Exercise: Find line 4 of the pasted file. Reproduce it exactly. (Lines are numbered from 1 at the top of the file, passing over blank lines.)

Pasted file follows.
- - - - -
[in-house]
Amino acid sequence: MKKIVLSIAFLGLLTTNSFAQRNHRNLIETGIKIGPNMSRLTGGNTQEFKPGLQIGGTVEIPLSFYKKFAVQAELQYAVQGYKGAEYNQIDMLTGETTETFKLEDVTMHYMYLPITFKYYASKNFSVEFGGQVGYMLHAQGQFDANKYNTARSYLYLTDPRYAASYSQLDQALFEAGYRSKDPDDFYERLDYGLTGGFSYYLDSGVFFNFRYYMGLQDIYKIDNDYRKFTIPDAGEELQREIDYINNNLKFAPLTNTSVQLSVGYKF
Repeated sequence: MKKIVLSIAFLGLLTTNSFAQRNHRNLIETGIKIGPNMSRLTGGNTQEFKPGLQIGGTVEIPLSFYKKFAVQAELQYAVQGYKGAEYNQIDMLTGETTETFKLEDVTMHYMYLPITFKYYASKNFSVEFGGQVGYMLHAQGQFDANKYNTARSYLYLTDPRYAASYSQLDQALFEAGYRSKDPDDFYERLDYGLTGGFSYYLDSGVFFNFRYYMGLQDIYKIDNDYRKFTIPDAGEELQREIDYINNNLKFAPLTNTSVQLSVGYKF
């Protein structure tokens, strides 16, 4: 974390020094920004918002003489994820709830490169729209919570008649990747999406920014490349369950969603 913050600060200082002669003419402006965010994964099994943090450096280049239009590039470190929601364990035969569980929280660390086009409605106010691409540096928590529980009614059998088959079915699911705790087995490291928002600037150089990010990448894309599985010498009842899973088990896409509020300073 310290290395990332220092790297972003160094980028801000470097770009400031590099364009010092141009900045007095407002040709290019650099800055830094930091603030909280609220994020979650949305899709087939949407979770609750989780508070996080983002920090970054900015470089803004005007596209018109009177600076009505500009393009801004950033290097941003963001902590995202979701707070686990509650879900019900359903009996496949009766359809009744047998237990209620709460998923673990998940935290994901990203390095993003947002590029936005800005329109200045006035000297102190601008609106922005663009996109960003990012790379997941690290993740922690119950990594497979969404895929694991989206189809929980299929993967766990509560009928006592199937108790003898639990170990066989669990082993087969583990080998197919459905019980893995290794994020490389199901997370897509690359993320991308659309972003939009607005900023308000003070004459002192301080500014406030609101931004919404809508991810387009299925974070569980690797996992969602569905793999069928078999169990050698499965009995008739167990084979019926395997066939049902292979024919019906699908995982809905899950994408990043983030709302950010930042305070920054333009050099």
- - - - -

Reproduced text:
């Protein structure tokens, strides 16, 4: 974390020094920004918002003489994820709830490169729209919570008649990747999406920014490349369950969603 913050600060200082002669003419402006965010994964099994943090450096280049239009590039470190929601364990035969569980929280660390086009409605106010691409540096928590529980009614059998088959079915699911705790087995490291928002600037150089990010990448894309599985010498009842899973088990896409509020300073 310290290395990332220092790297972003160094980028801000470097770009400031590099364009010092141009900045007095407002040709290019650099800055830094930091603030909280609220994020979650949305899709087939949407979770609750989780508070996080983002920090970054900015470089803004005007596209018109009177600076009505500009393009801004950033290097941003963001902590995202979701707070686990509650879900019900359903009996496949009766359809009744047998237990209620709460998923673990998940935290994901990203390095993003947002590029936005800005329109200045006035000297102190601008609106922005663009996109960003990012790379997941690290993740922690119950990594497979969404895929694991989206189809929980299929993967766990509560009928006592199937108790003898639990170990066989669990082993087969583990080998197919459905019980893995290794994020490389199901997370897509690359993320991308659309972003939009607005900023308000003070004459002192301080500014406030609101931004919404809508991810387009299925974070569980690797996992969602569905793999069928078999169990050698499965009995008739167990084979019926395997066939049902292979024919019906699908995982809905899950994408990043983030709302950010930042305070920054333009050099």